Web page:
Monday, March 29, 2010

Women's History Month--Women's Leadership Part 2 | Integrity

I have had some time to reflect on the previously posted Wall Street Journal (WSJ) articles on why women mistreat each other in the work place. If you missed the previous blog with the articles, please see the links at the end of this blog. When I think about playing “the game” in the workplace and succeeding on the playing field, one word really sticks in my mind and that is integrity. I really thought about what were some of the leadership traits that I most admire and while I respect leaders who have great vision and accomplishments, charisma, empathy, and respect for others, I think integrity is one of the most important attributes one can have.

Integrity determines how we play the game of life as well as how we lead in life. If we don't possess a strong sense of what is ethical, then we will allow ourselves to cheat and sham our way to the top. The news headlines are filled with examples of employees and executives who have compromised and ended up in jail.

My first job was at AT&T and at AT&T, integrity among other things, such as respect for the individual, was a core value. In fact, in the government division where I started my career, each year we went through Corporate Professional Integrity Program training. At the end of the yearly sessions, we signed a statement signifying that we understood the tenets of the program and agreed to adhere to the tenets of the program. One of the key phases that I will always remember from the training was, “corporations don’t go to jail, people do.” When making a business decision, we were told to think about how we would feel if the decision and consequences were reported on the front page of the Washington Post. That yearly training reinforced a strong sense of ethics in me that has served me well. I am really thankful to that company for reinforcing in me a strong commitment to ethics and professional integrity

One of the reasons I believe women fail to truly respect and value one another is we are often seeking acceptance from people who require us to be cut throat, disingenuous, sabotage others, and cut others down to be in the “in crowd”. Those women must be respectfully challenged on their behavior. Competitive behavior that emphasizes and celebrates winning at any cost must be discouraged. Just as it is important to follow the rules in sports competition, it is important to embrace sound ethical standards as one seeks to lead in the workplace and in life. It is important how we play the game because true champions win without cheating!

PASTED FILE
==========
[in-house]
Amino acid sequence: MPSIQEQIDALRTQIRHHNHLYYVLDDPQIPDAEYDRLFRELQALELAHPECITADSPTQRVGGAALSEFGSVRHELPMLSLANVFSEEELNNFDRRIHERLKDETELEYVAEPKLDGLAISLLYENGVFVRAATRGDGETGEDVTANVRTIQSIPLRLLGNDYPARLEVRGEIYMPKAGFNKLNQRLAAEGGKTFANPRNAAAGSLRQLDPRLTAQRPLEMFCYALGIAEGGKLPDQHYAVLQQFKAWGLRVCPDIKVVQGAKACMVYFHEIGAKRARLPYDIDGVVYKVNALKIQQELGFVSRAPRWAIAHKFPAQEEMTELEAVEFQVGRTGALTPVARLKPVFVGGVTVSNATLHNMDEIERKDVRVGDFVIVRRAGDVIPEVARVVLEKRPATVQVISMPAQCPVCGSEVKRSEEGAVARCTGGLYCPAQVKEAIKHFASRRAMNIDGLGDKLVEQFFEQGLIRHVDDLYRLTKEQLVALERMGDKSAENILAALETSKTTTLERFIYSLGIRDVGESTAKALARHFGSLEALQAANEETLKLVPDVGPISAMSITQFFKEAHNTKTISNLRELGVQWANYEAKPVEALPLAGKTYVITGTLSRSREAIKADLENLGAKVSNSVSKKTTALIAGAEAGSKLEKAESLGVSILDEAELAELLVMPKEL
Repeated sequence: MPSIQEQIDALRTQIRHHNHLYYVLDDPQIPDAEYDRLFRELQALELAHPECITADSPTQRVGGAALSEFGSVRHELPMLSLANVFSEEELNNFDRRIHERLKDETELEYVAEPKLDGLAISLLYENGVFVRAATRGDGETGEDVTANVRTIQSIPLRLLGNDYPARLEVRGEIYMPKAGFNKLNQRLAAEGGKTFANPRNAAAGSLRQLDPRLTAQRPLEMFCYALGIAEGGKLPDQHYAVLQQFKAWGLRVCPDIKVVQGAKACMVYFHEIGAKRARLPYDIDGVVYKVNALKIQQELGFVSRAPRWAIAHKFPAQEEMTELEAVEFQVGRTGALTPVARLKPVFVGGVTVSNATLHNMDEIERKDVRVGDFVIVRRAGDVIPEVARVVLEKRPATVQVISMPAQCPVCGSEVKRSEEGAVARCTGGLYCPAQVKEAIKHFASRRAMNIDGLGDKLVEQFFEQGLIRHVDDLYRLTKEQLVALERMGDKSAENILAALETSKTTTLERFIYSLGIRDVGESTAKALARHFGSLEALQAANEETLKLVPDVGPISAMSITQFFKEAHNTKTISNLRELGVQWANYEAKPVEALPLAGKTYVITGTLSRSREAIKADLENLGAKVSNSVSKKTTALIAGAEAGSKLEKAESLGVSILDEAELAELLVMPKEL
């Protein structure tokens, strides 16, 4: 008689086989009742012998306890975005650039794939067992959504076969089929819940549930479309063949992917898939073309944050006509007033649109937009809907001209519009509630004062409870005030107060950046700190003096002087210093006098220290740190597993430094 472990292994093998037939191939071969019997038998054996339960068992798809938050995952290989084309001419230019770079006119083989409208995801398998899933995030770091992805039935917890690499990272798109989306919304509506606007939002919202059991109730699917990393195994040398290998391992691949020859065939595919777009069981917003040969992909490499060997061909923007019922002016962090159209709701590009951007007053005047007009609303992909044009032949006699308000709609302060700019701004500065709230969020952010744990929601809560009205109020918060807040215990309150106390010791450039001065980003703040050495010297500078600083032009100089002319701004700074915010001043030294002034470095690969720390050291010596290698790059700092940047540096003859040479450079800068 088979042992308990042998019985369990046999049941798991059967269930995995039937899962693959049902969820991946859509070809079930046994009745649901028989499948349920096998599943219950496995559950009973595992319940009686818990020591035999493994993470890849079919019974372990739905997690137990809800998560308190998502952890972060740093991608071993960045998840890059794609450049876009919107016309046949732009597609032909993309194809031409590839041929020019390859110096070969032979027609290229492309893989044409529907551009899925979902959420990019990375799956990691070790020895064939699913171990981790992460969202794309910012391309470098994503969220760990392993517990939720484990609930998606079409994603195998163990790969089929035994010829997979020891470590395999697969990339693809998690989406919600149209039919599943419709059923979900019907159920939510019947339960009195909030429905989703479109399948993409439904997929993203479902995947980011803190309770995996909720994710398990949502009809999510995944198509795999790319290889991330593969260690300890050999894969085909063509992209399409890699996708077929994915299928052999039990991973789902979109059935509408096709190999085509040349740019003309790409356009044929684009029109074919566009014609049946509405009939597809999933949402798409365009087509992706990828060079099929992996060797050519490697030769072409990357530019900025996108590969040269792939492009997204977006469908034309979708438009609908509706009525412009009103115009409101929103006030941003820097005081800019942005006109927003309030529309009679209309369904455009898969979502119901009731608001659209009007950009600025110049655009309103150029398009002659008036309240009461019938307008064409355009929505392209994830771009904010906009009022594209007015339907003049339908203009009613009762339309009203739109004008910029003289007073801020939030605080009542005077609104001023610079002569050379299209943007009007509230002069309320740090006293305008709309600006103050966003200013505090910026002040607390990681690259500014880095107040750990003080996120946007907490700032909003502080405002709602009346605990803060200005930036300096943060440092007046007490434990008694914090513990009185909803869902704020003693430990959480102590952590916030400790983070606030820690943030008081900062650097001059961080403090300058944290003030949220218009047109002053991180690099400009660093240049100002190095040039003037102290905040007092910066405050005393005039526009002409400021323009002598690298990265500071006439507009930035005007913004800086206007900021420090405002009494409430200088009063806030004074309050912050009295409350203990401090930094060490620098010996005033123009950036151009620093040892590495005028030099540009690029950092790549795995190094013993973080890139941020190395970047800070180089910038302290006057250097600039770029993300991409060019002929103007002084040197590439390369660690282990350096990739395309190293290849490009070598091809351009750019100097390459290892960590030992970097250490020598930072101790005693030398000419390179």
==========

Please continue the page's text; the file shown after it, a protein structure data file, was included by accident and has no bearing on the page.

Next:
The godly walk with integrity... Proverb 20:7a New Living Translation Bible (

Wall Street Journal Articles:
Preoccupations: A Sisterhood of Workplace Infighting by Peggy Klaus

The Juggle: When Women Derail Other Women in the Office by Rachel Emma Silverman

Tuesday, March 23, 2010

Can you hear me now? Injustice at the right price.

You were silent...Injustice metamorphose in silence. The unconscionable becomes not only justifiable, but allowable especially when the right price is paid for the silence.

Thursday, March 18, 2010

Women's History Month: Women's Rights

When Elizabeth Cady married abolitionist Henry Brewster Stanton in 1840, she'd already observed enough about the legal relationships between men and women to insist that the word obey be dropped from the ceremony.
When I read this line in Elizabeth Cady Stanton's biography on, I audibly chuckled.  Ms. Stanton, along with Susan B. Anthony were the founders and pioneers of the Women's suffrage and rights movement.  Public Television (PBS) is airing a wonderful series on their history and efforts.  This series, "Not for Ourselves Alone: The Story of Elizabeth Cady Stanton & Susan B. Anthony", was  produced by Ken Burns and Paul Barnes.  
The series, among other issues, presents the tension between securing voting rights for freed male slaves and white women and freed women slaves.  I strongly recommend that you take the time to watch.
For more information, click on Not For Ourselves Alone.

Wednesday, March 3, 2010

March is Women's History Month--Women and Leadership--Part 1

While reading the online edition of the Wall Street Journal, I ran across two articles that I'm going to share below.  I found them to be very interesting.  After reading the articles, I found myself questioning the reasons why women engaged in this behavior and how we can change the thinking that generates the behavior.

Peggy Klaus of the NY Times offered this poignant comment in her article:

Despite all the money spent annually on women’s leadership conferences and professional development programs, you’d be hard-pressed to find a workshop on women mistreating one another at work. Don’t get me wrong: I’m a huge proponent of women’s leadership programs. But teaching career skills is not enough if we ignore one of the most important reasons for holding these events in the first place: learning to value one another so we can all get ahead.

Ms. Klaus went on to say:

If we really want to clear one of the last remaining hurdles to gender parity and career success, let’s start treating one another not worse or better, but simply as well as we already treat the guys — or better yet, the way we want our nieces, daughters, granddaughters and sisters to be treated.

Preoccupations: A Sisterhood of Workplace Infighting  by Peggy Klaus

The Juggle: When Women Derail Other Women in the Office by Rachel Emma Silverman
I say, AMEN!  
Do you have any thoughts on the subject?